Fisher ended his presentation with a story describing his experience climbing Mt. Rainier, a Seattle mountain with the greatest rise in elevation of all ranges within the continental U.S. During his climb, Fisher developed altitude sickness and was forced to descend at the mountain’s “High Break,” the final break before the Summit. Although he wasn’t able to accomplish what he set out to do, Fisher said the experience taught him many lessons. “If you aspire to do something really hard and really tough, it does get harder and harder as you approach the goal,” he said.
“We’re at the High Break point, but if we’re going to the top, it’s going to take the best efforts of everybody. I hear there’s nothing like the view from the top. I haven’t been there, but I want to go…Let’s get there together and become one of America’s great universities. Let’s go to the top,” Fisher said.
For a description of Vision 2020’s seven strategies and a video of Fisher’s presentation, please click here.
First day of classes welcomes more than 1,400 new freshmen to campus
Don’t call it a “small, liberal arts college” anymore. Today Belmont University announced a Fall 2014 enrollment of 7,301 students, putting the thriving University at more than double its enrollment from 2000 (2,976 students) and up 5.5 percent from last fall’s total of 6,915. Applications for undergraduate and graduate admissions for Fall 2014 also saw an increase of 12.5 percent and resulted in the University’s largest freshman class to date with 1,420 students.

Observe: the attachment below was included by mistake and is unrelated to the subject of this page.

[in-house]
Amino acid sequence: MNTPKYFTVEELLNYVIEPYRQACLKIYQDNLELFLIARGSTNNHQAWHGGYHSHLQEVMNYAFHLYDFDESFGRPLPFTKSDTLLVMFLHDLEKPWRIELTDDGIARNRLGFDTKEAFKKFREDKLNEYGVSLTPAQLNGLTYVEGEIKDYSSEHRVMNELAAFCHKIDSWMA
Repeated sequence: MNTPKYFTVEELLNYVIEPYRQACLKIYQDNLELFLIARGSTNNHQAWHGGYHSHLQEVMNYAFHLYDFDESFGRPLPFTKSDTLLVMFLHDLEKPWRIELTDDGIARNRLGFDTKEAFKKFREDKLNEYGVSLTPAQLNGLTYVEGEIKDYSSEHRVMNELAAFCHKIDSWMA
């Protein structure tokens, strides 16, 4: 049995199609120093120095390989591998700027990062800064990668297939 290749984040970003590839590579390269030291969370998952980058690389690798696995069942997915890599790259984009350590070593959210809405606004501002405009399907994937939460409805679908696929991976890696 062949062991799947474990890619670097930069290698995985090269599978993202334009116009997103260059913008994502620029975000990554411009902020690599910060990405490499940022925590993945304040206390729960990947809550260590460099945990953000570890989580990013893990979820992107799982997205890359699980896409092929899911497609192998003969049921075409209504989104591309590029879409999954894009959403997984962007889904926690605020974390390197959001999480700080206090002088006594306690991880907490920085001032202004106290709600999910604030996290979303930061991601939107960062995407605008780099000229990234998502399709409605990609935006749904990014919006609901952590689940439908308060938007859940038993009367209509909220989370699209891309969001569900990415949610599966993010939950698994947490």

Belmont President Dr. Bob Fisher said, “It’s both humbling and gratifying to see the number of students who want to come to Belmont to learn and discover their life purpose. These are individuals from all walks of life and many corners of the globe who aren’t thinking only of future careers but are embracing this University’s mission to engage and transform the world with their passions, skills and talents. I’m proud to welcome them to their new home and thankful they’ve chosen to be Belmont Bruins.”
In addition to incoming freshmen, Belmont also welcomed 508 new transfer students to campus this week, marking a total number of nearly 2,000 new undergraduates. The student body currently consists of 5,898 undergraduate students and 1,403 pursuing graduate/professional paths.
Associate Provost and Dean of Enrollment David Mee added, “We are very pleased with the fall 2014 admissions cycle. The entire University is involved in helping Belmont maintain the kind of momentum that has resulted in growing national recognition, enhanced experiences for our students and phenomenal growth during a period of stagnant enrollment across much of higher education nationally. Belmont is a unique story – one highlighted by a daily commitment to living out our mission and values. And by doing so, students continue to be attracted to Belmont and Nashville from all 50 states and many countries, and in record numbers. Nearly 2,000 new undergraduates alone just arrived at Belmont, and that is wonderful news for both the University and Nashville.”